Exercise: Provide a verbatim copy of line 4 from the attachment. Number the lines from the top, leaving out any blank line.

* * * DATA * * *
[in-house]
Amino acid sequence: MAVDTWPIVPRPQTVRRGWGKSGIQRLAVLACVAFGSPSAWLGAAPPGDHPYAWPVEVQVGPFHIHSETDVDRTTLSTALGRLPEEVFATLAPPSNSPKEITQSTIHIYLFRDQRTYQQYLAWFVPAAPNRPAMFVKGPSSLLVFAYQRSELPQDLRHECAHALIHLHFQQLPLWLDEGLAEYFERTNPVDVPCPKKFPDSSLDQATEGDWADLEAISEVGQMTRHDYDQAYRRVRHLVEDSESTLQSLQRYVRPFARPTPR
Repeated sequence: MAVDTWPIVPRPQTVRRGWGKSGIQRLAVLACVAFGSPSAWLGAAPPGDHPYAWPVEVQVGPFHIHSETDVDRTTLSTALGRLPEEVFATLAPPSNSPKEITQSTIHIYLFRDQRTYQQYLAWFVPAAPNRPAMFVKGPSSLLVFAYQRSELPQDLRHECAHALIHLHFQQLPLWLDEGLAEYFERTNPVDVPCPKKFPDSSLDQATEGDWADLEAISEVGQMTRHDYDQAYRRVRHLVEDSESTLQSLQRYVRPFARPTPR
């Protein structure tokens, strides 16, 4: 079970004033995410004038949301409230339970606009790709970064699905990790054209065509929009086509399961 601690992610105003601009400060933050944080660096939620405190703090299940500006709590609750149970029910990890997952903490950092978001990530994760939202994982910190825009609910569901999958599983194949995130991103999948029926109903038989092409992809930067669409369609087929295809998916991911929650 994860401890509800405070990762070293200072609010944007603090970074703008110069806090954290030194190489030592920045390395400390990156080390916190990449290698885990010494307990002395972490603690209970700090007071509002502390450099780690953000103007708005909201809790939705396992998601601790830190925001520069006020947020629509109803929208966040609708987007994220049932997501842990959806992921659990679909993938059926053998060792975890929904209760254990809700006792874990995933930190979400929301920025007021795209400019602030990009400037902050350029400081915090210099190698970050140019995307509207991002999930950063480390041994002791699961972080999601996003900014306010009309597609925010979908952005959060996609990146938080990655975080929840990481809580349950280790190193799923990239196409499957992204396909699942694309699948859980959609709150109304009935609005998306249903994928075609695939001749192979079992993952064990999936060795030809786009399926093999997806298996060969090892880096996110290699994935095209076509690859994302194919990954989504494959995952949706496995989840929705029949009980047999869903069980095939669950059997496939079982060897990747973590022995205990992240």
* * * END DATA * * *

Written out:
């Protein structure tokens, strides 16, 4: 079970004033995410004038949301409230339970606009790709970064699905990790054209065509929009086509399961 601690992610105003601009400060933050944080660096939620405190703090299940500006709590609750149970029910990890997952903490950092978001990530994760939202994982910190825009609910569901999958599983194949995130991103999948029926109903038989092409992809930067669409369609087929295809998916991911929650 994860401890509800405070990762070293200072609010944007603090970074703008110069806090954290030194190489030592920045390395400390990156080390916190990449290698885990010494307990002395972490603690209970700090007071509002502390450099780690953000103007708005909201809790939705396992998601601790830190925001520069006020947020629509109803929208966040609708987007994220049932997501842990959806992921659990679909993938059926053998060792975890929904209760254990809700006792874990995933930190979400929301920025007021795209400019602030990009400037902050350029400081915090210099190698970050140019995307509207991002999930950063480390041994002791699961972080999601996003900014306010009309597609925010979908952005959060996609990146938080990655975080929840990481809580349950280790190193799923990239196409499957992204396909699942694309699948859980959609709150109304009935609005998306249903994928075609695939001749192979079992993952064990999936060795030809786009399926093999997806298996060969090892880096996110290699994935095209076509690859994302194919990954989504494959995952949706496995989840929705029949009980047999869903069980095939669950059997496939079982060897990747973590022995205990992240």